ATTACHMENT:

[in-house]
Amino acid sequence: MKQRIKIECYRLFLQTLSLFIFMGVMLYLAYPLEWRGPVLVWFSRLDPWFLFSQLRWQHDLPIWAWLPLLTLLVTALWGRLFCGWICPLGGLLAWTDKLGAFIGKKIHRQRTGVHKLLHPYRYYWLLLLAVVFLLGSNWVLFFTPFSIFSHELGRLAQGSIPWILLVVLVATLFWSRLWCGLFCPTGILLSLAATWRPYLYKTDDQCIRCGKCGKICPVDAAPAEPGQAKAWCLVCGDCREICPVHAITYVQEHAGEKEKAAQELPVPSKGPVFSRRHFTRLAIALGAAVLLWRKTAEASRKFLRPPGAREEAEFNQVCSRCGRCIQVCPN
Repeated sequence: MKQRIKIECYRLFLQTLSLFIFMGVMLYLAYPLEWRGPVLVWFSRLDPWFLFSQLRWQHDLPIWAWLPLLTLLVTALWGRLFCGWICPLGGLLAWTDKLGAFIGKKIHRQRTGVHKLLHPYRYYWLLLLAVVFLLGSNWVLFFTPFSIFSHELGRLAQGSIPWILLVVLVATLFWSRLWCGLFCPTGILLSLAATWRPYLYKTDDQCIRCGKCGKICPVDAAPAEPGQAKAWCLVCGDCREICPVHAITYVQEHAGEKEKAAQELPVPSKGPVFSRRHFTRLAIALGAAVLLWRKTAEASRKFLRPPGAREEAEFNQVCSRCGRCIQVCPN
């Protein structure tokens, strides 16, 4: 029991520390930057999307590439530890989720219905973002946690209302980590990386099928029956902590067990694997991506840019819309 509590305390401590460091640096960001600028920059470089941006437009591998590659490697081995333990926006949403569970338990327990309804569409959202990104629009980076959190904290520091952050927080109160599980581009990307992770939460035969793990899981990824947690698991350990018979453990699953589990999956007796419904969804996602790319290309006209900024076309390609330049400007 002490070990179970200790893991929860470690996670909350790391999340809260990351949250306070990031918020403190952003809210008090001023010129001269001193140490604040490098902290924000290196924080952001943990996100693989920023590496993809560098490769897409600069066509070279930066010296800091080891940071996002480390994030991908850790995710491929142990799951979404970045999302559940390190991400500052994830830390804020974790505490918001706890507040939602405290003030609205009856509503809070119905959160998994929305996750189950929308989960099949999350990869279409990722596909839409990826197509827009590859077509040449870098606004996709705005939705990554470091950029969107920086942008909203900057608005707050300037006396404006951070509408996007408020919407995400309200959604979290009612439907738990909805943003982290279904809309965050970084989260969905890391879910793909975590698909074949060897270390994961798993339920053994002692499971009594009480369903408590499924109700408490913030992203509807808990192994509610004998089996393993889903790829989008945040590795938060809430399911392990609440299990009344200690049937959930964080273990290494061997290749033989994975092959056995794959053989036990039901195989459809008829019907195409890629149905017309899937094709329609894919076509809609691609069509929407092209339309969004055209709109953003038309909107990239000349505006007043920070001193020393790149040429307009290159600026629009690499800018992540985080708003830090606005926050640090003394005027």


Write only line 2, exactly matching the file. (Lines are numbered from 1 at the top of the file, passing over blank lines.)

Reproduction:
Amino acid sequence: MKQRIKIECYRLFLQTLSLFIFMGVMLYLAYPLEWRGPVLVWFSRLDPWFLFSQLRWQHDLPIWAWLPLLTLLVTALWGRLFCGWICPLGGLLAWTDKLGAFIGKKIHRQRTGVHKLLHPYRYYWLLLLAVVFLLGSNWVLFFTPFSIFSHELGRLAQGSIPWILLVVLVATLFWSRLWCGLFCPTGILLSLAATWRPYLYKTDDQCIRCGKCGKICPVDAAPAEPGQAKAWCLVCGDCREICPVHAITYVQEHAGEKEKAAQELPVPSKGPVFSRRHFTRLAIALGAAVLLWRKTAEASRKFLRPPGAREEAEFNQVCSRCGRCIQVCPN